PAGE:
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runtime: wrong Unix error code from panic. #24284

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robpike opened this Issue Mar 6, 2018 · 14 comments

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robpike commented Mar 6, 2018

Please answer these questions before submitting your issue. Thanks!

What version of Go are you using (go version)?

go version devel +baf3eb1625 Tue Mar 6 01:11:26 2018 +0000 darwin/amd64

% cat p.go
package main

func main() {
	panic(3)
}
% ./p
panic: 3

goroutine 1 [running]:
main.main()
	/Users/r/p.go:4 +0x39
% echo $?
2
% 

Exit code 2 traditionally means 'incorrect arguments', as in flag.Usage.

Panic should be something like 127 or 255 on Unix.

Reported by darren.e.grant@gmail.com on nuts.

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cachvico commented Mar 7, 2018

or simply 1 meaning 'general error' ?

(http://tldp.org/LDP/abs/html/exitcodes.html)

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robpike commented Mar 7, 2018

As has been pointed out in the mail thread, it might be best to leave this alone and say that the error that triggered this is in a program that takes exit code 2 as 'success'. That is certainly nonstandard.

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cachvico commented Mar 7, 2018

Sure, although a note in the language spec might avoid some similar confusion in the future..

I'll open an issue with Supervisor (http://supervisord.org/)

@andybons andybons added the NeedsFix label Mar 7, 2018

@andybons andybons added this to the Go1.11 milestone Mar 7, 2018

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andybons commented Mar 7, 2018

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ianlancetaylor commented Jul 10, 2018

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cachvico commented Sep 28, 2018

Thanks!

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odeke-em commented Mar 12, 2019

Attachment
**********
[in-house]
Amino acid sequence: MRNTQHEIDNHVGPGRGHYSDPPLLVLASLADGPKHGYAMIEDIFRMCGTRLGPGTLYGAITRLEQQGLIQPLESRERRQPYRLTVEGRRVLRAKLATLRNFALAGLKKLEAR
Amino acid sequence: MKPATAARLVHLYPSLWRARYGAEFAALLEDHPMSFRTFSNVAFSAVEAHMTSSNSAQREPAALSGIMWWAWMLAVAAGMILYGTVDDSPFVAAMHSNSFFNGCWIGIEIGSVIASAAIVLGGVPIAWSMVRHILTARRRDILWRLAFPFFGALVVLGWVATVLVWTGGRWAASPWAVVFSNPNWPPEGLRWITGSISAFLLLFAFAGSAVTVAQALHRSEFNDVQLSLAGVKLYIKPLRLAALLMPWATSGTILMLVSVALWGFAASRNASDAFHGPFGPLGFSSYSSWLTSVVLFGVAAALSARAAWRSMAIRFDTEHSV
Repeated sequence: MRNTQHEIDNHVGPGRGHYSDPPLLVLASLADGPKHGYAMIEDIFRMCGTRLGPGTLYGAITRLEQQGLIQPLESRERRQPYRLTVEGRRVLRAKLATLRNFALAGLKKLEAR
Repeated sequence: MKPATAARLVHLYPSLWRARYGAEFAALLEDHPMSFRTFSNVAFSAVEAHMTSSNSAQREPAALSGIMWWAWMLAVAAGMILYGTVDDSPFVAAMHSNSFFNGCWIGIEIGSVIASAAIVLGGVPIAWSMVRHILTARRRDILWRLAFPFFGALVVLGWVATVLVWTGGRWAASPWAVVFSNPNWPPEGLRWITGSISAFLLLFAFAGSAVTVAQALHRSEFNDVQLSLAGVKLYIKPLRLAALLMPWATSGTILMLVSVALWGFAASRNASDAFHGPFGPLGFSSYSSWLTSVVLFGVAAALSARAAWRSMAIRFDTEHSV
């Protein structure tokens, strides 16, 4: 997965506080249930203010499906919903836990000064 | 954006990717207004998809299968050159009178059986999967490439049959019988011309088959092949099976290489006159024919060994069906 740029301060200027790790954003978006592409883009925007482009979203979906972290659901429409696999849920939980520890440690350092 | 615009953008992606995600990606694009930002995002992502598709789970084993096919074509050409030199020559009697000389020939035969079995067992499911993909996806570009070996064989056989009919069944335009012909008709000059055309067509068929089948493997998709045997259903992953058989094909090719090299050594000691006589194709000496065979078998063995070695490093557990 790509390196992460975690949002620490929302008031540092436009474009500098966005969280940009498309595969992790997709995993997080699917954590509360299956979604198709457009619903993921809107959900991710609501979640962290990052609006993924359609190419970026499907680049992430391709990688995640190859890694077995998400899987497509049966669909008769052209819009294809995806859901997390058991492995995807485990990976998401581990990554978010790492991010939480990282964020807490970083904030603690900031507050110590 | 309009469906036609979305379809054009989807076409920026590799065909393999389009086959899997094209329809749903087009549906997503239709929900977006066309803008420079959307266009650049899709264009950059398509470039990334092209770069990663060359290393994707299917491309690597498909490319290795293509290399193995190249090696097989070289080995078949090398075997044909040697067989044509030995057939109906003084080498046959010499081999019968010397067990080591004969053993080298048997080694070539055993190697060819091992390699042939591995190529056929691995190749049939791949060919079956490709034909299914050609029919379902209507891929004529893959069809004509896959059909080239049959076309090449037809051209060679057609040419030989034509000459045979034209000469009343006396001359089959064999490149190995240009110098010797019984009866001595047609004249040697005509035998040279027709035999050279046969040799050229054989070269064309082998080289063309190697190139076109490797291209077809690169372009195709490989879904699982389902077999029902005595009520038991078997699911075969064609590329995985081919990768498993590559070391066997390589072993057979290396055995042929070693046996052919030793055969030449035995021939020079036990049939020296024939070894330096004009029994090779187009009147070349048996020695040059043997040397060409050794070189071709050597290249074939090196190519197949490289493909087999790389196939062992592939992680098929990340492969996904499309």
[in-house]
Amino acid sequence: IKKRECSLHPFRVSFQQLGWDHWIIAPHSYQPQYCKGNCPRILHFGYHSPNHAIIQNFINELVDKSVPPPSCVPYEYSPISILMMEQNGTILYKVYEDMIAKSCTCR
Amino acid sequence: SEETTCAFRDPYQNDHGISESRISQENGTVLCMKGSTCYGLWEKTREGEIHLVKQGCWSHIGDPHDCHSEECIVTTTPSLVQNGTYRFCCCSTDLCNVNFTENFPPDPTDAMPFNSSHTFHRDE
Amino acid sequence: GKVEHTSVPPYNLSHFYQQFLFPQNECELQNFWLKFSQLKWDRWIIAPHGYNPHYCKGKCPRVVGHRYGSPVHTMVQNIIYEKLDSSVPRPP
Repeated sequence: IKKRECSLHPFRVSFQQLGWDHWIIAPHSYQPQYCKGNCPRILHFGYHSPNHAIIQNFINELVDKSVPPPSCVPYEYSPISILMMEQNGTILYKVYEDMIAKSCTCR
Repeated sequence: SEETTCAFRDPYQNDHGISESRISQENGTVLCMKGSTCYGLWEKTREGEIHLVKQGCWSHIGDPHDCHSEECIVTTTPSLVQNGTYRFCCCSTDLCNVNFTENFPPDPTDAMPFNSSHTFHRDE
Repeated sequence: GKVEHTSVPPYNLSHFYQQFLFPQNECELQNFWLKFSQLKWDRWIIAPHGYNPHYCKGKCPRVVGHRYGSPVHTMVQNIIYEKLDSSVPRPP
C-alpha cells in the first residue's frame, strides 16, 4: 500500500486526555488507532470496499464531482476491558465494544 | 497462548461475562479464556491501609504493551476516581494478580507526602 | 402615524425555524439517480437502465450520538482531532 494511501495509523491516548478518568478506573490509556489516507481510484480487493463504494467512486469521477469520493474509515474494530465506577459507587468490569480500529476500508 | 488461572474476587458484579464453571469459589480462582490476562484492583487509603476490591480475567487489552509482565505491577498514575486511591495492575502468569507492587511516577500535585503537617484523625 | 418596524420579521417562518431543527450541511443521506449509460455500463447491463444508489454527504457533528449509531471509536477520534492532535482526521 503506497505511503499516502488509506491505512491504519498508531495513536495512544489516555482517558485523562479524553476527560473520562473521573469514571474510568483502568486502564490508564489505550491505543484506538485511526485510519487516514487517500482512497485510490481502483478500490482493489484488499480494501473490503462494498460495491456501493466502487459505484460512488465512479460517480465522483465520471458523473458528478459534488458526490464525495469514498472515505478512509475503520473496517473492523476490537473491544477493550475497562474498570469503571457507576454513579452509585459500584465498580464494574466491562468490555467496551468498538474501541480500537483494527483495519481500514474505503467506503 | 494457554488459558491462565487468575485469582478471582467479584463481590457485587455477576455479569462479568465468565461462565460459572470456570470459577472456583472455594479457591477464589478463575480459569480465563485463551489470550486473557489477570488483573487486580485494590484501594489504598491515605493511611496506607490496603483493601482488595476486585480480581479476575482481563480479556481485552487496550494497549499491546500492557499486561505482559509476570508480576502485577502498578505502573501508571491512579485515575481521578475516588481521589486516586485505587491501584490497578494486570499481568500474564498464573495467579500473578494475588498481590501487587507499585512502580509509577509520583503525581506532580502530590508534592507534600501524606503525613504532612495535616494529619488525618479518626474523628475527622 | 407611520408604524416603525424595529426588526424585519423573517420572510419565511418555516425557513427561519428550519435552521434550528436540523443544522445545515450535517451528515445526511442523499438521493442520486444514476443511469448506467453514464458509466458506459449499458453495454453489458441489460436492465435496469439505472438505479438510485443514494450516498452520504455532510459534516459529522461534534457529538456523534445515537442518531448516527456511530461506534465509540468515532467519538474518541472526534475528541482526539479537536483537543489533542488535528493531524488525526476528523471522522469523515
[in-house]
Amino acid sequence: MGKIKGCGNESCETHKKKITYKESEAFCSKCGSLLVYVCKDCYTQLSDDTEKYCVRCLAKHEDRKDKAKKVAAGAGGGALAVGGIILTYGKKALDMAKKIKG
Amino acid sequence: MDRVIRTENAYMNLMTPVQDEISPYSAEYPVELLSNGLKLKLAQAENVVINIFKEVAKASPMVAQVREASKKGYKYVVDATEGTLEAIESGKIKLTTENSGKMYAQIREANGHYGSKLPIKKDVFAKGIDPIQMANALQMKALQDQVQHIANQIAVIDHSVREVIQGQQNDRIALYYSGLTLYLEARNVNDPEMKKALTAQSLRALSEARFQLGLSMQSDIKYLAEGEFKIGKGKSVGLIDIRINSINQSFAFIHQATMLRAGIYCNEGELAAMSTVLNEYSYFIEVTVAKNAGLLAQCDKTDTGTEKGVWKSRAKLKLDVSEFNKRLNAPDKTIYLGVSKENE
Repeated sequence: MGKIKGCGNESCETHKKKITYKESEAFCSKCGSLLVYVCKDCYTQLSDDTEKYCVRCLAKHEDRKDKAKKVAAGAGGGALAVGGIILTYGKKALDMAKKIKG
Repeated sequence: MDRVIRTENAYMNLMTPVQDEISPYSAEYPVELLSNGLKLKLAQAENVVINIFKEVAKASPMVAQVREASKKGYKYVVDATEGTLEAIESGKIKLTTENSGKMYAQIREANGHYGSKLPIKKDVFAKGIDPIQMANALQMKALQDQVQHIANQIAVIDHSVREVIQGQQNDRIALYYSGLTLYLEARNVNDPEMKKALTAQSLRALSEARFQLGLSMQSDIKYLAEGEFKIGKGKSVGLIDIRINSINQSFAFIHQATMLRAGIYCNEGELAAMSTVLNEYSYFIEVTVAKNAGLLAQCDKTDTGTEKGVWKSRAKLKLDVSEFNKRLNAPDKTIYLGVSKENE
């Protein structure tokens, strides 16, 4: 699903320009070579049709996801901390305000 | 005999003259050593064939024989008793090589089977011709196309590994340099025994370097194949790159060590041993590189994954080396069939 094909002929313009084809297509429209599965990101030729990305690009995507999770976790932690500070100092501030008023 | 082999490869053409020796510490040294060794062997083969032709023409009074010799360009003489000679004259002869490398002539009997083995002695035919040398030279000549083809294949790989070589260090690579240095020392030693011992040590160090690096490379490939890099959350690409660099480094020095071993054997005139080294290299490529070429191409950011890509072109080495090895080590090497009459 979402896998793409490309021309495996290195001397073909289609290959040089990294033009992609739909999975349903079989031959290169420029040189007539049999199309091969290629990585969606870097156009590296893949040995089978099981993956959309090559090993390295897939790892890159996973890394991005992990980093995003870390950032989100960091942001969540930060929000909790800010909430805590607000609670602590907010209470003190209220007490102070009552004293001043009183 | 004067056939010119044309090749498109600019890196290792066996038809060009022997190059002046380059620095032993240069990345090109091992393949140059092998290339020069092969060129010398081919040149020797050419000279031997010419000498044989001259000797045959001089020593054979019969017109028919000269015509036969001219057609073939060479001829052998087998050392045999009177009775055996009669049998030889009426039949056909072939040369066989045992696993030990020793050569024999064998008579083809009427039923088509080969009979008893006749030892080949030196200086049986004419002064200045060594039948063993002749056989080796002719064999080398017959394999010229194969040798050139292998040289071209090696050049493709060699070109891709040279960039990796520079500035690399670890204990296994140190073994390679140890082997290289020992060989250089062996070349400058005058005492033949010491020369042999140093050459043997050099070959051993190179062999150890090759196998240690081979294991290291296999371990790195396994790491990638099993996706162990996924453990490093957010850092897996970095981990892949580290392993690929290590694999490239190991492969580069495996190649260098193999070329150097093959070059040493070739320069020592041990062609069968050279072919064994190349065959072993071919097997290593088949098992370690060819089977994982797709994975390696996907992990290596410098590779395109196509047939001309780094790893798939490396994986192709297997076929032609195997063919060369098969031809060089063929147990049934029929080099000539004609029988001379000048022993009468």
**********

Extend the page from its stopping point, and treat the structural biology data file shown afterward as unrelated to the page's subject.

How's it going @cachvico? Any news from filing the bug with Supervisord?

@ianlancetaylor sure let's document in the spec that a panic returns a non-zero code to the shell.
@robpike @aclements shall we proceed with making a panic return 127 or 255? @robpike if you might have time, a reference to a UNIX manual would be useful for us to include in the commit for posterity.

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cachvico commented Mar 12, 2019

Thanks - note that the Supervisord issue should be fixed on their side as per the above linked issue.

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ianlancetaylor commented Mar 12, 2019

Exit status 127 is used by the shell to indicate "command not found."
Exit status 126 is used by the shell to indicate "command found but not executable."
Exit status values 128 and up are used by the shell to indicate exiting due to a signal.

If a C++ program exits due to an uncaught throw it raises SIGABRT and therefore exits with status 134 (on GNU/Linux).

If a Python program exits due to raising an exception, it exits with status 1.

I think we should change an unrecovered panic to exit with status 1 rather than 2. And we should document in the language spec that an uncaught panic will cause the program to exit with a non-zero exit status, but we shouldn't document it further.

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cachvico commented Mar 14, 2019

The quickest solution to the original problem would simply be a correction to the spec at https://golang.org/pkg/builtin/#panic

I've submitted a change at https://go-review.googlesource.com/c/go/+/167709 - is this correct?

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cachvico commented Mar 14, 2019

Beg pardon - just realised the previous post said not to document the value explicitly.

May I make the change suggested by @ianlancetaylor to change the process exit code 2 to 1, and correct my change to the comment appropriately?

This would involve an edit to src/runtime/signal_sighandler.go line 151, and a supporting test-case.

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odeke-em commented Mar 17, 2019

I've submitted a change at https://go-review.googlesource.com/c/go/+/167709 - is this correct?

Thanks for submitting the change @cachvico! I've posted some comments on it.

May I make the change suggested by @ianlancetaylor to change the process exit code 2 to 1, and correct my change to the comment appropriately?
This would involve an edit to src/runtime/signal_sighandler.go line 151, and a supporting test-case.

Oh yes you can, all yours but we can review and submit those changes piece-meal/independent of the docs update.

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Gnouc commented Mar 17, 2019

Exit status values 128 and up are used by the shell to indicate exiting due to a signal.

@ianlancetaylor Note that only values greater than 128 are used by the shell to indicate exiting due to a signal.

Some documents indicate that 128 is used to indicate an invalid argument to shell builtin exit, but POSIX leave that behavior unspecified.

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ianlancetaylor commented Mar 17, 2019

@Gnouc Thanks for the correction.

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